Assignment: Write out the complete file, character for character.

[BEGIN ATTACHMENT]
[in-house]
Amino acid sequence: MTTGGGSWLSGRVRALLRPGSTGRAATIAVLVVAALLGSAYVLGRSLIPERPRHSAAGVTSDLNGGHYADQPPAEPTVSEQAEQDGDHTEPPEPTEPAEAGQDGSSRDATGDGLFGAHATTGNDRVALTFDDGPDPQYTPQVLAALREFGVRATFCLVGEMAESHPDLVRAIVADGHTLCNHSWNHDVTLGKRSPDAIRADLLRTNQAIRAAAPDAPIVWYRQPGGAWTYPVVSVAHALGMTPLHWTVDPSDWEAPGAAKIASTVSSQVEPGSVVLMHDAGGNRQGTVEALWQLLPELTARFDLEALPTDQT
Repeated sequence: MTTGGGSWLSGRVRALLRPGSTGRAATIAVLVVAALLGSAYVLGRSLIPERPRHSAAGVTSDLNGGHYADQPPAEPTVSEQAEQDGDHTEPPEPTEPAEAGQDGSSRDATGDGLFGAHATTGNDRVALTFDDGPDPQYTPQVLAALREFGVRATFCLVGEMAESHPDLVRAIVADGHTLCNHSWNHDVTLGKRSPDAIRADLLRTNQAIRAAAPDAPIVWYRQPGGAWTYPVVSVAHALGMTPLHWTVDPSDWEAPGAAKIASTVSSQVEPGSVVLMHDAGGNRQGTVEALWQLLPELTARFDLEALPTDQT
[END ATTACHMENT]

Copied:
[in-house]
Amino acid sequence: MTTGGGSWLSGRVRALLRPGSTGRAATIAVLVVAALLGSAYVLGRSLIPERPRHSAAGVTSDLNGGHYADQPPAEPTVSEQAEQDGDHTEPPEPTEPAEAGQDGSSRDATGDGLFGAHATTGNDRVALTFDDGPDPQYTPQVLAALREFGVRATFCLVGEMAESHPDLVRAIVADGHTLCNHSWNHDVTLGKRSPDAIRADLLRTNQAIRAAAPDAPIVWYRQPGGAWTYPVVSVAHALGMTPLHWTVDPSDWEAPGAAKIASTVSSQVEPGSVVLMHDAGGNRQGTVEALWQLLPELTARFDLEALPTDQT
Repeated sequence: MTTGGGSWLSGRVRALLRPGSTGRAATIAVLVVAALLGSAYVLGRSLIPERPRHSAAGVTSDLNGGHYADQPPAEPTVSEQAEQDGDHTEPPEPTEPAEAGQDGSSRDATGDGLFGAHATTGNDRVALTFDDGPDPQYTPQVLAALREFGVRATFCLVGEMAESHPDLVRAIVADGHTLCNHSWNHDVTLGKRSPDAIRADLLRTNQAIRAAAPDAPIVWYRQPGGAWTYPVVSVAHALGMTPLHWTVDPSDWEAPGAAKIASTVSSQVEPGSVVLMHDAGGNRQGTVEALWQLLPELTARFDLEALPTDQT